If you pick up the game digitally, I am grimgoroth and look forward to you challenging my dominion over the galaxy.

Kingsman: The Secret Service

movies-kingsman-the-secret-service-posterKingsman: The Secret Service is a spy movie in the vein of old-school James Bond. There are tons of gadgets, ludicrous machinations, and a deadly but quirky sidekick for the villain. It takes this James Bond feel and blends it with a Tarantino-esque aesthetic for violence and a dash of a social conscience that creates a entertaining addition to the spy genre.

For star power, Kingsman relies upon Colin Firth to hold up the end of the iconic British super-spy, Michael Cain as the requisite grey eminence that runs the Kingsman operation, Mark Taylor as Merlin, and Samuel L Jackson as the villain of the piece. The other major players in the film are rounded out by Sofia Boutella, Taron Egerton, and Samantha Womack. The performances given by these individuals are all solid. Colin Firth  fills the role of the suave and debonair British spy with aplomb and does surprisingly well in the tent pole action sequence that shows the deadly skills that a seasoned Kingsman would possess. Samuel L Jackson also turns in an excellent performance as the violence-averse mastermind with a silver tongue. In particular, I enjoyed that the writers allowed his character be able to pull off most his plan through conversation and collection than murder and mayhem.

Kingsman has a sense of fun that was sorely lacking in the first era Bond movies at the end. The predictable plots and crazy villains all felt overdone and paper-thin. Kingsman takes these self-same tropes and puts the rated R lens onto them which is very freeing. When the audience gets to see an agent tear through the villains with the violent styling of Kill Bill, it elevates the absurdly tacky to awe-inspiring gore. It also allows for the violence to be come expected which creates this unique feel for the villain that does not use violence in the regular every-day activities but uses it exclusively for the end-game scenario. and is the end-game ever violent? I won’t spoil that for you.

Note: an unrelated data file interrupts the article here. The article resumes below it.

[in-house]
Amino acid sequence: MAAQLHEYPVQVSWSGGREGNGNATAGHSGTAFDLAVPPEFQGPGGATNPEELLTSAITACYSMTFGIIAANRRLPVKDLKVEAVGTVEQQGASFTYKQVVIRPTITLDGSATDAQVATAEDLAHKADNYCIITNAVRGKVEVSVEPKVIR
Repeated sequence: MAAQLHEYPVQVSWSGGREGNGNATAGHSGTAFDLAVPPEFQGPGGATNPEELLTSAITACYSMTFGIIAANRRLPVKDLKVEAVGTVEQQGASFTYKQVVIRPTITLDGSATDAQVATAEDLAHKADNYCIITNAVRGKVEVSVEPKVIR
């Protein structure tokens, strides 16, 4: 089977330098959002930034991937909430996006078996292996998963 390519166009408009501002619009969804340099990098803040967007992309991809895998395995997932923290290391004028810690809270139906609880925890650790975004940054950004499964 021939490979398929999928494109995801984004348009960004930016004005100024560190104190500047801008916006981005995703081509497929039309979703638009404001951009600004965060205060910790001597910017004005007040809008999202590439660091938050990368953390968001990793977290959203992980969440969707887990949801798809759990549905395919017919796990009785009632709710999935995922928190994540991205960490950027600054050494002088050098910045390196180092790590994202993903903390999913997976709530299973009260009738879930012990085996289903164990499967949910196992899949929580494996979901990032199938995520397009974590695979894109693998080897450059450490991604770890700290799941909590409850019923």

Going into Kingsman, I had some concerns. It is based on the Mark Millar comic entitled, The Secret Service. the book had Millar’s signature over-the top violence and had the typical spy-genre misogyny and racist overtones. The trailers made me feel that this problematic material had been left out but there was no way I could be sure. As the movie unfolds, the audience is given the character of Galahad who is struggling to elevate his institution out of it’s staid and problematic roots. I love when Galahad tells Arthur that he is a snob and that Kingsman needs to adapt with the times or it will become week and ineffectual. The writers and directors take pains to make this spy movie a bit more diverse. They give us a a female Galahad, a person of color as the villain that isn’t a mindless thug, and the mastermind’s assassin is differently-abled without being a caricature. They could have done better but I will take any improvements to one of my favorite genres and hope that the studios see the success of Kingsman and try to push future movies even more.

Kingsman turns out to be a gem of a movie hidden in the slush that is the normal fare of movies released in February. If you have a chance, I would recommend seeing Kingsman on the big screen. You won’t regret it.